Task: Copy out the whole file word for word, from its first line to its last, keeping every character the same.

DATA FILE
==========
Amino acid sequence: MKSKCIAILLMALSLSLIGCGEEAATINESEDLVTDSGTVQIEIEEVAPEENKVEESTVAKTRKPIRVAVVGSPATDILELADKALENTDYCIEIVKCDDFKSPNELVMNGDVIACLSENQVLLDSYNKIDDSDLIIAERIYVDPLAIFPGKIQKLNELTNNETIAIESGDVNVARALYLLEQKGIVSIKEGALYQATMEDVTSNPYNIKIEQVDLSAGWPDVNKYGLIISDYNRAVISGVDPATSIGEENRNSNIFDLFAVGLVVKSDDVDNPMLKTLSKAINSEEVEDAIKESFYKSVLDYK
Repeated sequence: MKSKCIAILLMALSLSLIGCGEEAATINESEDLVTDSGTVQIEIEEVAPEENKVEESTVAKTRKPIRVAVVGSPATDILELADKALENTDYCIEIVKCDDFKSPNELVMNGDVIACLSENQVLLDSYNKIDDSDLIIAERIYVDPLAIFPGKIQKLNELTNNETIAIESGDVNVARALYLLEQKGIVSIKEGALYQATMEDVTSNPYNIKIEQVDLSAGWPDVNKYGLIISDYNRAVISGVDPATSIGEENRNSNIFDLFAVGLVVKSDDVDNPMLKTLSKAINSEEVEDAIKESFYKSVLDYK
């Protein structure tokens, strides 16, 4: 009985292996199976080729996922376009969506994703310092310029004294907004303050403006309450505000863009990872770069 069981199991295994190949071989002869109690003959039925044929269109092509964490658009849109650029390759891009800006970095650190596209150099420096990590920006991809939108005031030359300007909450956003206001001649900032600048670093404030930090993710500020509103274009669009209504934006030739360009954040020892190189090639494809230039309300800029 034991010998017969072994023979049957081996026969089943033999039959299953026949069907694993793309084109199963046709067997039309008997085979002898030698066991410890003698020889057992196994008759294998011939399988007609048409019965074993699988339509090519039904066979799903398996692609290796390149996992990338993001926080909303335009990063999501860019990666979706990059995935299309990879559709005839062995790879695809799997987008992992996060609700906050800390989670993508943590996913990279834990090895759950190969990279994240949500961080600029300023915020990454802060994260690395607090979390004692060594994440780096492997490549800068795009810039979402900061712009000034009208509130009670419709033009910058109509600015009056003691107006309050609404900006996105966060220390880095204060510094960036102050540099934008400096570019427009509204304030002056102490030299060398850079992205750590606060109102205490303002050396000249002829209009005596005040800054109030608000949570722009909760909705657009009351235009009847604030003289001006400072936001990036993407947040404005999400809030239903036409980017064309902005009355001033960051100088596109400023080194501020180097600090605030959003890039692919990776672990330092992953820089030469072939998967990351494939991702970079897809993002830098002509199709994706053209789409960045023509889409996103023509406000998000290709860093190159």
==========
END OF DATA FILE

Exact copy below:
Amino acid sequence: MKSKCIAILLMALSLSLIGCGEEAATINESEDLVTDSGTVQIEIEEVAPEENKVEESTVAKTRKPIRVAVVGSPATDILELADKALENTDYCIEIVKCDDFKSPNELVMNGDVIACLSENQVLLDSYNKIDDSDLIIAERIYVDPLAIFPGKIQKLNELTNNETIAIESGDVNVARALYLLEQKGIVSIKEGALYQATMEDVTSNPYNIKIEQVDLSAGWPDVNKYGLIISDYNRAVISGVDPATSIGEENRNSNIFDLFAVGLVVKSDDVDNPMLKTLSKAINSEEVEDAIKESFYKSVLDYK
Repeated sequence: MKSKCIAILLMALSLSLIGCGEEAATINESEDLVTDSGTVQIEIEEVAPEENKVEESTVAKTRKPIRVAVVGSPATDILELADKALENTDYCIEIVKCDDFKSPNELVMNGDVIACLSENQVLLDSYNKIDDSDLIIAERIYVDPLAIFPGKIQKLNELTNNETIAIESGDVNVARALYLLEQKGIVSIKEGALYQATMEDVTSNPYNIKIEQVDLSAGWPDVNKYGLIISDYNRAVISGVDPATSIGEENRNSNIFDLFAVGLVVKSDDVDNPMLKTLSKAINSEEVEDAIKESFYKSVLDYK
């Protein structure tokens, strides 16, 4: 009985292996199976080729996922376009969506994703310092310029004294907004303050403006309450505000863009990872770069 069981199991295994190949071989002869109690003959039925044929269109092509964490658009849109650029390759891009800006970095650190596209150099420096990590920006991809939108005031030359300007909450956003206001001649900032600048670093404030930090993710500020509103274009669009209504934006030739360009954040020892190189090639494809230039309300800029 034991010998017969072994023979049957081996026969089943033999039959299953026949069907694993793309084109199963046709067997039309008997085979002898030698066991410890003698020889057992196994008759294998011939399988007609048409019965074993699988339509090519039904066979799903398996692609290796390149996992990338993001926080909303335009990063999501860019990666979706990059995935299309990879559709005839062995790879695809799997987008992992996060609700906050800390989670993508943590996913990279834990090895759950190969990279994240949500961080600029300023915020990454802060994260690395607090979390004692060594994440780096492997490549800068795009810039979402900061712009000034009208509130009670419709033009910058109509600015009056003691107006309050609404900006996105966060220390880095204060510094960036102050540099934008400096570019427009509204304030002056102490030299060398850079992205750590606060109102205490303002050396000249002829209009005596005040800054109030608000949570722009909760909705657009009351235009009847604030003289001006400072936001990036993407947040404005999400809030239903036409980017064309902005009355001033960051100088596109400023080194501020180097600090605030959003890039692919990776672990330092992953820089030469072939998967990351494939991702970079897809993002830098002509199709994706053209789409960045023509889409996103023509406000998000290709860093190159």